QUESTIONER: Sorry, a quick follow-up on the [U.S.] President Elect's statements on the possibility of an increased border tax. I know you’ve done some work in the past on how increased tariffs might impact the U.S. economy. The Republicans in the House are looking at a border adjustability tax. Have you evaluated some of these scenarios and how they might impact the U.S. and its major trading partners? And what are your thoughts on that?

MR. OBSTFELD: I think it's a little premature to get into the details of that, given where the discussion is now. You know, big picture is that academic economists have looked at forms of the sort of tax, in particular a destination- based cash flow tax, which involves border taxation and, you know, bipartisan analyses point to some positive features in terms of simplification of business taxes which the Fund has supported; and reducing the opportunities for profit shifting.

On the other hand, the devil is really in the details here, and until we know the whole tax picture -- and one of the features of tax systems is they tend to be complex, and the various features can interact in ways that have unintended consequences- we can't really do an evaluation. And additional big issue with border tax, and this is also an issue with tariffs, which is not always thought about, is the macroeconomic impact, and that is really not that well understood, and there hasn’t been much empirical or modeling research on that. You know, we are now in the process of trying to look at those macro impacts under alternative scenarios and see just what they imply for variables like inflation and output in the shorter and longer horizons. And we are not the only institutions that's doing that kind of research, so we hope we can have more. In a few months we have more specifics on what the tax proposals will be.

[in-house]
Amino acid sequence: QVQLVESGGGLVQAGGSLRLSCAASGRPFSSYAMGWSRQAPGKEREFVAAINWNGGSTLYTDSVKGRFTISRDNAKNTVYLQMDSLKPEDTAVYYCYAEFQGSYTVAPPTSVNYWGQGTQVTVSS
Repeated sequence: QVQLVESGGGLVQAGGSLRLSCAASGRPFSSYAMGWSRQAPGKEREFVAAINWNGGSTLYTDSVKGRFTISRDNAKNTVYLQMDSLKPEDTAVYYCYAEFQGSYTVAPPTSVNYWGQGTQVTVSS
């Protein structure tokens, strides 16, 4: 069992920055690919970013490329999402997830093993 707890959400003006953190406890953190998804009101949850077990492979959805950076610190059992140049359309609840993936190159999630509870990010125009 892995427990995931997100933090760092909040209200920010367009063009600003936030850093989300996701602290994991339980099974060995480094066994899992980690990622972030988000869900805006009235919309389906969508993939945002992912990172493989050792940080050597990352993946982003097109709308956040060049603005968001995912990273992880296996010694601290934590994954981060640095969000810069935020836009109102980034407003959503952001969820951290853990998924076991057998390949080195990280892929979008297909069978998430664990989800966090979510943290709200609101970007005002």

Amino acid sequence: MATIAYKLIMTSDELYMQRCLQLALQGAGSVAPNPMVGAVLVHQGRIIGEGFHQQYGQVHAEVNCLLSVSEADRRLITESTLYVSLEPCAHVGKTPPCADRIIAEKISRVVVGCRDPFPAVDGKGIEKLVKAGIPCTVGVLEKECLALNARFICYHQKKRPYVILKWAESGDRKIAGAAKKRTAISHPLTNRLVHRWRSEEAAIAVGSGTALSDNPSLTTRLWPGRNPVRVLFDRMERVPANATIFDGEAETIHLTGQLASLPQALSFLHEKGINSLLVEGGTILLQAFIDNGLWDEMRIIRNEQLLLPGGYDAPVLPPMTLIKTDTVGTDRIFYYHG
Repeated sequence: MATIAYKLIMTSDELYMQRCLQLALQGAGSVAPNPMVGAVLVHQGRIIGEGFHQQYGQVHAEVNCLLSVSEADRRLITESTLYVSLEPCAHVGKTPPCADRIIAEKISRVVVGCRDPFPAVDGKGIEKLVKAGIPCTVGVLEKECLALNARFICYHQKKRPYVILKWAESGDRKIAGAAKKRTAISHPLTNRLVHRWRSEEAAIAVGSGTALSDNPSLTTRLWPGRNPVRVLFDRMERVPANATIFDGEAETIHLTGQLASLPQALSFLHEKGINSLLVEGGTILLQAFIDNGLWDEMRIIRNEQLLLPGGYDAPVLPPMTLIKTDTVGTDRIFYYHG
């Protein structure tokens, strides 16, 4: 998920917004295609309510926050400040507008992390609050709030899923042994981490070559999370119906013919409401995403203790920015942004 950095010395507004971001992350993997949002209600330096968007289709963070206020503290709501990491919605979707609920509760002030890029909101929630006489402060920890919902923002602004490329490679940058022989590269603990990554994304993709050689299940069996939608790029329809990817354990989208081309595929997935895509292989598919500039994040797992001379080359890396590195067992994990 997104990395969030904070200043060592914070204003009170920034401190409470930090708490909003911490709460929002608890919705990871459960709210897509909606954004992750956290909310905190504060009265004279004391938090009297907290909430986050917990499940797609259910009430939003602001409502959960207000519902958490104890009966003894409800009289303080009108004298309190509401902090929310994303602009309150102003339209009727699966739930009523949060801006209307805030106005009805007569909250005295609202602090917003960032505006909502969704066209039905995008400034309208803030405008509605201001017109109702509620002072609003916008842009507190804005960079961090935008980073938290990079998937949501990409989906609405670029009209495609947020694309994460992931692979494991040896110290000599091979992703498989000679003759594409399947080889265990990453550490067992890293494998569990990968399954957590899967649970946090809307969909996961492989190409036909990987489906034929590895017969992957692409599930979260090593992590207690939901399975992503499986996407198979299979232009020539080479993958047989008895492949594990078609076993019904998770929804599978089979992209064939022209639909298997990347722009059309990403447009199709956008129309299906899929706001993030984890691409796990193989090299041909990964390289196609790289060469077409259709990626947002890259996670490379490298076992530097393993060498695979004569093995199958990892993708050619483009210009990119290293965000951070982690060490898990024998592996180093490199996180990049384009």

MS. NARDIN: Let's move to our colleagues that are online now. First from Saudi Arabia, and then on Africa. On Saudi Arabia: can you please elaborate on the reasons behind cutting the 2017 forecast even as the expected rise in oil prices provide room for government spending, and what is the forecast for non-oil economy growth in 2017?

And another question, if we think the slowdown in Saudi Arabia's economy will impact aid to other countries and investments in the region.

MR. MILESI-FERRETTI: Well, clearly, Saudi Arabia relies on oil revenues for a very sizable fraction of its exports and its government revenues, and, hence, the impact of lower oil prices on the economy is very strong. And we have seen, indeed, in 2016 a very sharp slowdown in growth. We had growth just of 1.4 percent.

The forecast for 2017 depends, of course, on the behavior of both the oil part of the economy and the non-oil part of the economy.